But its importance to the issue of the constitutionality of the PPACA is not just the paragraph I quoted from it but that he wrote it in defending a constitutional right dearer to the political left than to the political right. The paragraph is the second-last one. The very last one says:

For all I know, Bryant has received his just deserts. But he surely has not received them pursuant to the procedures that our Constitution requires. And what has been taken away from him has been taken away from us all.

—-

Scalia’s dissent is here. Sotomayor’s opinion is at here.

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Scalia: Only African-Americans Have Second Amendment Rights Against states!

Lifted from an e-mail from Beverly Mann, the following is a short explanation and links to relevant cases concerning the words of Justice Scalia as reported in California Lawyer, second question down from the beginning about the 14th amendment and sex discrimination.

Beverly Mann writes:

Scalia: Only African-Americans Have Second Amendment Rights Against States!

Here are the two sections of the 14th Amendment that are relevant today:

Section. 1. All persons born or naturalized in the United States and subject to the jurisdiction thereof, are citizens of the United States and of the State wherein they reside. No State shall make or enforce any law which shall abridge the privileges or immunities of citizens of the United States; nor shall any State deprive any person of life, liberty, or property, without due process of law; nor deny to any person within its jurisdiction the equal protection of the laws.

Section. 5. The Congress shall have power to enforce, by appropriate legislation, the provisions of this article.

The drafters of the Amendment clearly had intended that the privileges-and-immunities clause make all of the Constitution’s rights that accrue to individuals—all the rights in the Bill of Rights, and such rights that are in the original Constitution (e.g., habeas corpus, the bar against ex posto facto applications of laws, the prohibition of bills of attainder)—apply as against the states (and local governments, which are incorporated or in other ways operate under state law) in the same manner in which those rights apply as against the federal government. The language of the clause is clear; that is what the clause means.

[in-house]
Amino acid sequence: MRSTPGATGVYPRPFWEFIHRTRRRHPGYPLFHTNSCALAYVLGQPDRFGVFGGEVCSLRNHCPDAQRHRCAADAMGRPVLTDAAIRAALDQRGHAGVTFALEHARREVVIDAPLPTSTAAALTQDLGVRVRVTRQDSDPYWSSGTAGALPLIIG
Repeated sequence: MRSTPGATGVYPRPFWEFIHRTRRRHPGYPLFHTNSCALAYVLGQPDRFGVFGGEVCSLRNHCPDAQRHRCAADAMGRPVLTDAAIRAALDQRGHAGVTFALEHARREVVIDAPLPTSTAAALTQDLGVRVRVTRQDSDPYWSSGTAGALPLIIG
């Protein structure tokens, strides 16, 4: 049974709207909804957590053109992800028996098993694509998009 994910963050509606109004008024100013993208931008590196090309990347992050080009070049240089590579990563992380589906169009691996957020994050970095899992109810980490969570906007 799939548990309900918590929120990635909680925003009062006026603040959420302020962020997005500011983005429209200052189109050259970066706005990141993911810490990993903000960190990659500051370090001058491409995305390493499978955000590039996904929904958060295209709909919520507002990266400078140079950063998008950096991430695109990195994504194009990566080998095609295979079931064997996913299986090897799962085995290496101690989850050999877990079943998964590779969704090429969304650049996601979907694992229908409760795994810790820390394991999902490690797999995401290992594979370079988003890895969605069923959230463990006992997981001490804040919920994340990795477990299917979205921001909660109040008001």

But in 1873, the Supreme Court, in an opinion known as The Slaughter House Cases, effectively nullified the privileges-and-immunities clause. Early in the 20th century, though, the Court began taking specific provisions of the Constitution that grant rights to individuals and, in separate Supreme Court opinions, “incorporating” one after another of those rights to apply to individuals as against state and local governments—but only those provisions that grant what the Court itself pronounces a “fundamental” right; they’ve never held that the entire Bill of Rights applies as against state and local governments.

This is known as the “incorporation” doctrine. And of course it makes the justices the overt arbiters of what is a fundamental constitutional right and what is a constitutional right that is not fundamental and that therefore is a constitutional right that is not sufficiently fundamental that it limits state and local government power just as it does the federal government’s power.